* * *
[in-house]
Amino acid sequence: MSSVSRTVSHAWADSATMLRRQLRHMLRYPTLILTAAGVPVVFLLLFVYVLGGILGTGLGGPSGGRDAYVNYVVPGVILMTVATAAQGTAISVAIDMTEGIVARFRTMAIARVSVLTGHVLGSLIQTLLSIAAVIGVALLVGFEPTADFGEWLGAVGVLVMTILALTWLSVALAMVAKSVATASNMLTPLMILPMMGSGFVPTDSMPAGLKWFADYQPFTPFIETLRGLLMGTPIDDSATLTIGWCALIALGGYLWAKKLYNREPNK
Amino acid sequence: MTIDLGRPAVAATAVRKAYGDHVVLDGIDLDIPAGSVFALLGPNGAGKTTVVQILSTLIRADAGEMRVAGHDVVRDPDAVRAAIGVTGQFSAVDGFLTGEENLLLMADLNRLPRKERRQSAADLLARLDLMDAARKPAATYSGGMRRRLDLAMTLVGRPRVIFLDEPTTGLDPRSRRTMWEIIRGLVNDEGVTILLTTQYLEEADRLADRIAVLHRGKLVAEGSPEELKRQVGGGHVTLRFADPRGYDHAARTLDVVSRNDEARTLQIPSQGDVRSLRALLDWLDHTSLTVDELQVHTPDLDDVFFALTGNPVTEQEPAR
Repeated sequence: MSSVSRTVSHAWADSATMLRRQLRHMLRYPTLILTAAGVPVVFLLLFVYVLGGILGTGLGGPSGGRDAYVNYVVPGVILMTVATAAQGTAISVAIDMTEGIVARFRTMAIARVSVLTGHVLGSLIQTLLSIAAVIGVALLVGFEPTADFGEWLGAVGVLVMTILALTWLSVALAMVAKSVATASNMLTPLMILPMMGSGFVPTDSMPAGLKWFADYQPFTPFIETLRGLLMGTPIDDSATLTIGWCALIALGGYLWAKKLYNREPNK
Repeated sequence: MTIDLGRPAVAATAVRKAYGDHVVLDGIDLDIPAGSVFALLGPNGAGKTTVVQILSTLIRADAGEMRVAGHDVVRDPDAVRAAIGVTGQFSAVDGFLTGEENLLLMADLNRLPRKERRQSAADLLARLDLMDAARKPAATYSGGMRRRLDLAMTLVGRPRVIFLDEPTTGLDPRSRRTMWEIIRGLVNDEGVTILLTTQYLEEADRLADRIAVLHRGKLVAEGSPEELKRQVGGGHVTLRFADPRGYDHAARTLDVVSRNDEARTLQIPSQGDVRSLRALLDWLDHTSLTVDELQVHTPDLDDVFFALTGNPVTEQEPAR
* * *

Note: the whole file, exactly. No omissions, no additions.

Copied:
[in-house]
Amino acid sequence: MSSVSRTVSHAWADSATMLRRQLRHMLRYPTLILTAAGVPVVFLLLFVYVLGGILGTGLGGPSGGRDAYVNYVVPGVILMTVATAAQGTAISVAIDMTEGIVARFRTMAIARVSVLTGHVLGSLIQTLLSIAAVIGVALLVGFEPTADFGEWLGAVGVLVMTILALTWLSVALAMVAKSVATASNMLTPLMILPMMGSGFVPTDSMPAGLKWFADYQPFTPFIETLRGLLMGTPIDDSATLTIGWCALIALGGYLWAKKLYNREPNK
Amino acid sequence: MTIDLGRPAVAATAVRKAYGDHVVLDGIDLDIPAGSVFALLGPNGAGKTTVVQILSTLIRADAGEMRVAGHDVVRDPDAVRAAIGVTGQFSAVDGFLTGEENLLLMADLNRLPRKERRQSAADLLARLDLMDAARKPAATYSGGMRRRLDLAMTLVGRPRVIFLDEPTTGLDPRSRRTMWEIIRGLVNDEGVTILLTTQYLEEADRLADRIAVLHRGKLVAEGSPEELKRQVGGGHVTLRFADPRGYDHAARTLDVVSRNDEARTLQIPSQGDVRSLRALLDWLDHTSLTVDELQVHTPDLDDVFFALTGNPVTEQEPAR
Repeated sequence: MSSVSRTVSHAWADSATMLRRQLRHMLRYPTLILTAAGVPVVFLLLFVYVLGGILGTGLGGPSGGRDAYVNYVVPGVILMTVATAAQGTAISVAIDMTEGIVARFRTMAIARVSVLTGHVLGSLIQTLLSIAAVIGVALLVGFEPTADFGEWLGAVGVLVMTILALTWLSVALAMVAKSVATASNMLTPLMILPMMGSGFVPTDSMPAGLKWFADYQPFTPFIETLRGLLMGTPIDDSATLTIGWCALIALGGYLWAKKLYNREPNK
Repeated sequence: MTIDLGRPAVAATAVRKAYGDHVVLDGIDLDIPAGSVFALLGPNGAGKTTVVQILSTLIRADAGEMRVAGHDVVRDPDAVRAAIGVTGQFSAVDGFLTGEENLLLMADLNRLPRKERRQSAADLLARLDLMDAARKPAATYSGGMRRRLDLAMTLVGRPRVIFLDEPTTGLDPRSRRTMWEIIRGLVNDEGVTILLTTQYLEEADRLADRIAVLHRGKLVAEGSPEELKRQVGGGHVTLRFADPRGYDHAARTLDVVSRNDEARTLQIPSQGDVRSLRALLDWLDHTSLTVDELQVHTPDLDDVFFALTGNPVTEQEPAR